Review: Jeanne-Marie Osterman’s Shellback

by: Eric Stiefel

Jeanne-Marie Osterman’s debut full-length poetry collection, Shellback (Paloma Press 2021), does the difficult work of using inventive and unflinching verse to deal with a lineage of familial trauma, alternating between the speaker’s father’s wartime experiences in World War II’s pacific theater, the difficulties of a childhood with a father who’s haunted by the war, and her aging father’s final days.  

The collection begins with an explanation of its title (“shellback” is a nickname for a veteran sailor who’s been hazed through a violent initiation ceremony after sailing across the equator) and a poem called “Epilogue” (p. 13), which paints a portrait of the speaker’s father during the last days of his life.  After opening with the lines “He’s losing his grip / Last Saturday night, / trying to shave for church.”  While sitting in the dark, the speaker’s father asks her to read to him: “This is how we talk about death: / He asks me to read / the last part twice / where Sam’s frozen corpse / comes back to life.” 

This move sets the stage for the rest of Shellback—a daughter trying desperately to understand the life of the man who raised her, a father who doesn’t know how to explain.  Fortunately, Shellback isn’t afraid of dealing with challenging subject matter, whether the speaker is recounting kamikaze attacks her father survived during the war or navigating the indignities of her elderly father’s decline. 

“End Like a Sponge” (p. 25), for example, guides us from the grotesque imagery of a mangled kamikaze pilot ejected from his cockpit to a reflection on mortality: “They say a prayer and lower him / into the sea.  My father, / remembering trees, / doesn’t know why he’s alive.”  Meanwhile, “Portrait of My Father as a Dad” (p. 37) shows the speaker’s father telling her “I’ll break every bone in your body if you don’t turn down that TV” while drinking a martini and “Horny Goat Weed” (p. 46) uses scene to explore unspoken shame.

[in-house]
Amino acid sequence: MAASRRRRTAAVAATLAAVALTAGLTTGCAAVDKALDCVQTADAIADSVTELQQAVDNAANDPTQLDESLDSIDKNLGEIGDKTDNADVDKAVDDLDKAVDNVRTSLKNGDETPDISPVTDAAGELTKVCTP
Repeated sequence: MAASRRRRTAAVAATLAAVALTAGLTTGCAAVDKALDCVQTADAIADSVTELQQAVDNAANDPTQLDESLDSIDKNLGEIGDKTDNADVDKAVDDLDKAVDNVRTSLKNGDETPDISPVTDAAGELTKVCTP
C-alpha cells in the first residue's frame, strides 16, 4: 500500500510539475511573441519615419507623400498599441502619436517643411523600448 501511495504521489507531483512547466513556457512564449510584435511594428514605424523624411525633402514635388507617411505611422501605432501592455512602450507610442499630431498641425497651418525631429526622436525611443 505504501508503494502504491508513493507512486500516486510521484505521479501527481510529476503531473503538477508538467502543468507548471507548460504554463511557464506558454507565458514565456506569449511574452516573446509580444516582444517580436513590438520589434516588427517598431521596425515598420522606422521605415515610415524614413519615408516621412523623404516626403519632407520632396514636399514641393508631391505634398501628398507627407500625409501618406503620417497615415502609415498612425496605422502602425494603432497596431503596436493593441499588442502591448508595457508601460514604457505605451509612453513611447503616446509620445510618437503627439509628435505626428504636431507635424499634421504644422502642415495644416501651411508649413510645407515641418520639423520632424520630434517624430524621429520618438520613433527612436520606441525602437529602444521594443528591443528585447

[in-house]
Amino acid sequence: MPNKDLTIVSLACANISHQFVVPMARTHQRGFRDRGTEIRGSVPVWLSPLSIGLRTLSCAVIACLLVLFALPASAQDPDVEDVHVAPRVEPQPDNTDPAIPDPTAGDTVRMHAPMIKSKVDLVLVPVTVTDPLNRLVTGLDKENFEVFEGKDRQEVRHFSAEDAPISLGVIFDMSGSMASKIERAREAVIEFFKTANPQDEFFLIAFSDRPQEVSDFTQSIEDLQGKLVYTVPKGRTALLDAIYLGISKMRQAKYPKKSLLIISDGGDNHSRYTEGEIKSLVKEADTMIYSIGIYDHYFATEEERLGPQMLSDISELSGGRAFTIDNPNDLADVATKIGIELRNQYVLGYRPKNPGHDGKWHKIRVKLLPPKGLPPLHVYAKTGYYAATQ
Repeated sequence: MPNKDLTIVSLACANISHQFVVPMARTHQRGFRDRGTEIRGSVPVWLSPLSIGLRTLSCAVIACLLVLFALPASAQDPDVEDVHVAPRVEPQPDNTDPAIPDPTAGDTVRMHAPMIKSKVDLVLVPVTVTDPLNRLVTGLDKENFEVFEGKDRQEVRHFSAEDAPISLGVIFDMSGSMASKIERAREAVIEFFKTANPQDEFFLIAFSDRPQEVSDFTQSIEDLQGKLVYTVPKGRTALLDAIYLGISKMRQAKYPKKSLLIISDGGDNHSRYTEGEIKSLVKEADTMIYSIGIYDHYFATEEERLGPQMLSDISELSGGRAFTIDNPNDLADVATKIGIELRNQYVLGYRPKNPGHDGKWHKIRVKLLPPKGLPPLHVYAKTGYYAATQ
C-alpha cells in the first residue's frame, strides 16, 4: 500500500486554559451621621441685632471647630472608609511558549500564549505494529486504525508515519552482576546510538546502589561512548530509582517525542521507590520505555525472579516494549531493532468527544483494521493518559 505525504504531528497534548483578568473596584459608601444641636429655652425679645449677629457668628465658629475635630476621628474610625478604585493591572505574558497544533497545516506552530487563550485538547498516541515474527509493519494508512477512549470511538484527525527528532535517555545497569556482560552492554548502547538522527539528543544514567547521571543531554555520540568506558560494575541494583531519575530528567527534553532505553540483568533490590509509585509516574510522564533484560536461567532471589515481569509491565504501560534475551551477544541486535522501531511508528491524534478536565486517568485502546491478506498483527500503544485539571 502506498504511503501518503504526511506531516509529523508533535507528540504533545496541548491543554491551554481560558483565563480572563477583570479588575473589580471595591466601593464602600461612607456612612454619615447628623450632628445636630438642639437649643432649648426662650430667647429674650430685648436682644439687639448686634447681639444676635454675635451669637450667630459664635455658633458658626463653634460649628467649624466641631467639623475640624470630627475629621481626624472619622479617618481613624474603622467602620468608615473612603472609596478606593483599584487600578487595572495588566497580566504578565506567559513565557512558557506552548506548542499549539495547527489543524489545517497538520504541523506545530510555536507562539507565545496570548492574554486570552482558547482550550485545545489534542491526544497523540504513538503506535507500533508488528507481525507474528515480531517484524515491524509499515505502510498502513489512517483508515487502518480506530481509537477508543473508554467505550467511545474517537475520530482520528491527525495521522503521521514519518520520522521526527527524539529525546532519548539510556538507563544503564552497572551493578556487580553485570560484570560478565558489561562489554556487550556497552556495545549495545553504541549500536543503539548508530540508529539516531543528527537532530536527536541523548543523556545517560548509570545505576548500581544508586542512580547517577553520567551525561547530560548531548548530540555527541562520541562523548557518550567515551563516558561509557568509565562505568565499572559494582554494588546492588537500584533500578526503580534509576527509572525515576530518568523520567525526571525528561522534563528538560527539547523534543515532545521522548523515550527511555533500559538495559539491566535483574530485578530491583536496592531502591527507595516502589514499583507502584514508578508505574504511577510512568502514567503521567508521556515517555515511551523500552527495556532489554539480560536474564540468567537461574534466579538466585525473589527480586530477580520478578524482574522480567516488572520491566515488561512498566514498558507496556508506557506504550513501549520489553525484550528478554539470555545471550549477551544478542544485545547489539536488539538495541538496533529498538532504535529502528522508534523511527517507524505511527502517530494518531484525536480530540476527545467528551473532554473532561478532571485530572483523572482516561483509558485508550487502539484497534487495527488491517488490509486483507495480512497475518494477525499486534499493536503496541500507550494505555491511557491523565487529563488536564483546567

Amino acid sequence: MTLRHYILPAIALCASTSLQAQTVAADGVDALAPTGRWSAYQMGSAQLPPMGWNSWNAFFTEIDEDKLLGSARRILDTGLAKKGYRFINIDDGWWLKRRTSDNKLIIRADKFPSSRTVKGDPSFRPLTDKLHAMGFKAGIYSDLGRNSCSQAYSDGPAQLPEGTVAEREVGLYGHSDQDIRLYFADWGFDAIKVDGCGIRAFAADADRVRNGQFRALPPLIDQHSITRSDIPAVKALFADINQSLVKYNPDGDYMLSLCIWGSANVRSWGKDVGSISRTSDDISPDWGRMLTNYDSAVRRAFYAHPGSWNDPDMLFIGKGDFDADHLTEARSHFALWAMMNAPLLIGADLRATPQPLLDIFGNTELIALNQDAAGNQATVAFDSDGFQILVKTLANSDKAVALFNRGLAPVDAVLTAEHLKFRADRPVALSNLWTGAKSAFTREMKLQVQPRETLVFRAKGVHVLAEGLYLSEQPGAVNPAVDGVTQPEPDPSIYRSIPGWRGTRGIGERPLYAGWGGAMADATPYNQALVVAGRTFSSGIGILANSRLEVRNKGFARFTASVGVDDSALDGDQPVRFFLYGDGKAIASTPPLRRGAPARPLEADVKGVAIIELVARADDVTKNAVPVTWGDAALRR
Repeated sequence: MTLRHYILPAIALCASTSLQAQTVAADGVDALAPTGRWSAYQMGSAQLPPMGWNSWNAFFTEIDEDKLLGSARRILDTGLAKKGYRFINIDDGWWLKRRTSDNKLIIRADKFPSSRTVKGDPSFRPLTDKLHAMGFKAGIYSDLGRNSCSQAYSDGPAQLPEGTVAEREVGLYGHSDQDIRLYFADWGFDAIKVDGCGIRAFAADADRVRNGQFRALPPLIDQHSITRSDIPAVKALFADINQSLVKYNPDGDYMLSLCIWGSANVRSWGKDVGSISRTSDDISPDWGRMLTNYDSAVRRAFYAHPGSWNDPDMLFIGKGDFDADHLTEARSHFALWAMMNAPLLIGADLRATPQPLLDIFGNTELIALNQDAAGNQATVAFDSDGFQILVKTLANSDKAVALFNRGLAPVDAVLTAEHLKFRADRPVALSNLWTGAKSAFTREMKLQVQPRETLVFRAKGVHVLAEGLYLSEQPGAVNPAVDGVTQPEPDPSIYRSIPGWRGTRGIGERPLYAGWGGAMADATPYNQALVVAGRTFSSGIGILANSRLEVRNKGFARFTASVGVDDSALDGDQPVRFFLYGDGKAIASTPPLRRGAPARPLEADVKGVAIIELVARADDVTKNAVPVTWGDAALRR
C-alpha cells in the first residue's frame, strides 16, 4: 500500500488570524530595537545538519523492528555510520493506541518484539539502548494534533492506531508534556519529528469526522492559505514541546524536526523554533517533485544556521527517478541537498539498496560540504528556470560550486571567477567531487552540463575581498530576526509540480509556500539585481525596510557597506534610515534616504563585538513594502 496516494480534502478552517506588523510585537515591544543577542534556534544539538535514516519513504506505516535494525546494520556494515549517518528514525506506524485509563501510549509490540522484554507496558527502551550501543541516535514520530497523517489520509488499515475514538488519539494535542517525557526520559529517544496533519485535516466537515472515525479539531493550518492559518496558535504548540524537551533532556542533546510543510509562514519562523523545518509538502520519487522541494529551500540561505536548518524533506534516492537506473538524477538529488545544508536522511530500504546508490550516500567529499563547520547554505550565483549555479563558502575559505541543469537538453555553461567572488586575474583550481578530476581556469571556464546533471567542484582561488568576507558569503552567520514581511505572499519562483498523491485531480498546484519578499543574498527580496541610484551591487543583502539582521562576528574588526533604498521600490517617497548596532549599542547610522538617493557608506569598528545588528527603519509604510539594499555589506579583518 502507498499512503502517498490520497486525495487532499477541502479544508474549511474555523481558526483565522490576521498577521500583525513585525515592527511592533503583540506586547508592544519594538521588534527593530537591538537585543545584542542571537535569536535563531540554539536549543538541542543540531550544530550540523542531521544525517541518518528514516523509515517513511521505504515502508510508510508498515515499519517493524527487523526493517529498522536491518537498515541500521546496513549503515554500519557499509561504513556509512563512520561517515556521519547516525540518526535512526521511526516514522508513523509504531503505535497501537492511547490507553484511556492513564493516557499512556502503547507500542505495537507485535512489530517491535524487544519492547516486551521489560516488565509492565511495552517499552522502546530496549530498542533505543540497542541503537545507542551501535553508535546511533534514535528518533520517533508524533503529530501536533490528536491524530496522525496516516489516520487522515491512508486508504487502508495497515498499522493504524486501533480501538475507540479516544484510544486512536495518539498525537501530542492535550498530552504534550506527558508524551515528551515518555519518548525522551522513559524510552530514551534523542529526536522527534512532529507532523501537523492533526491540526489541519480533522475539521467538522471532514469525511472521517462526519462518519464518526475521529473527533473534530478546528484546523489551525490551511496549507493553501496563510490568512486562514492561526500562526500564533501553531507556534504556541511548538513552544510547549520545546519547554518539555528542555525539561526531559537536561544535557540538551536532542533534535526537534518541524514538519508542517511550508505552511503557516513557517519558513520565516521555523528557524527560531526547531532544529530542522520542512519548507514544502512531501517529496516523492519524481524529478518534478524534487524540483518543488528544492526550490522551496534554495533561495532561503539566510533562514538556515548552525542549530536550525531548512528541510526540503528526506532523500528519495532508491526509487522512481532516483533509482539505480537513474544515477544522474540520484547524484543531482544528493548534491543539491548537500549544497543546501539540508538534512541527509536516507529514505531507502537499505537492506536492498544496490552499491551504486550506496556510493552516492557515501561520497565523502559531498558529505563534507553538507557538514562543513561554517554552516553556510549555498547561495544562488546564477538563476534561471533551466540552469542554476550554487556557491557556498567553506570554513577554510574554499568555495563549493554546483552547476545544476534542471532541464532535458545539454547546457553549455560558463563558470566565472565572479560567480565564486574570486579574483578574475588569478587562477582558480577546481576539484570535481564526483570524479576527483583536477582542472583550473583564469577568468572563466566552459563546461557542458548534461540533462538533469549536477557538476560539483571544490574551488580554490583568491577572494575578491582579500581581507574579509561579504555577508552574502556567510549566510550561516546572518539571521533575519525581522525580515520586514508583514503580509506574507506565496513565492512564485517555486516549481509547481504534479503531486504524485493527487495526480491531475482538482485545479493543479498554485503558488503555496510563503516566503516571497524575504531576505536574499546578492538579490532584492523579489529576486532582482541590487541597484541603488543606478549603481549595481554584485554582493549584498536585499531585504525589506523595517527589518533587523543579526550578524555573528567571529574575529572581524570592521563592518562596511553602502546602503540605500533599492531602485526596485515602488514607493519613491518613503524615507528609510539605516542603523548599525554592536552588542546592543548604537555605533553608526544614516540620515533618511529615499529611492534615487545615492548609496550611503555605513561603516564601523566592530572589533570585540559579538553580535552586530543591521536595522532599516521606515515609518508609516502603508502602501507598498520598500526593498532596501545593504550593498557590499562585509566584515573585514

Shellback works as an elegy and as a character study, interrogating the connections between lived experiences and their aftereffects through the lens of a relationship between a daughter and a father.  The poems themselves are nuanced, full of moments of brutality and introspection alike, both poignant and perceptive. 

Over the course of the collection, Osterman constructs a compelling portrait of a man through his memories.  “Left to Right” (p. 41), for example, shows her father telling her the same story again and again about Catholic school forcing him to write with his right hand instead of his left.  “Not repeating himself,” she tells us “the way old people do // but trying to get it all out, / trying to convince himself / he was innocent.”  Over and over again, Shellback invites us into intimate, emotionally complex scenes, letting a reader linger in moments that others might find uncomfortable.

As eloquently as the collection paints its subjects, Shellback shines a light on the intergenerational trauma of war as well, telling a series of personal stories that speak to a broader, often unspoken, American experience.  Both aptly and tragically, “Left to Right” ends with a couplet that speaks to the rest of the collection and its concerns as a whole: “We will never know / what it cost him.”

Eric Stiefel is a poet living in Athens, Ohio with his dog, Violet.  He teaches at Ohio University, where he is also pursuing a PhD.  His recent work has appeared or is forthcoming in Apple Valley Review, Prism Review, Painted Bride Quarterly, Tupelo Quarterly, Frontier Poetry, and elsewhere.

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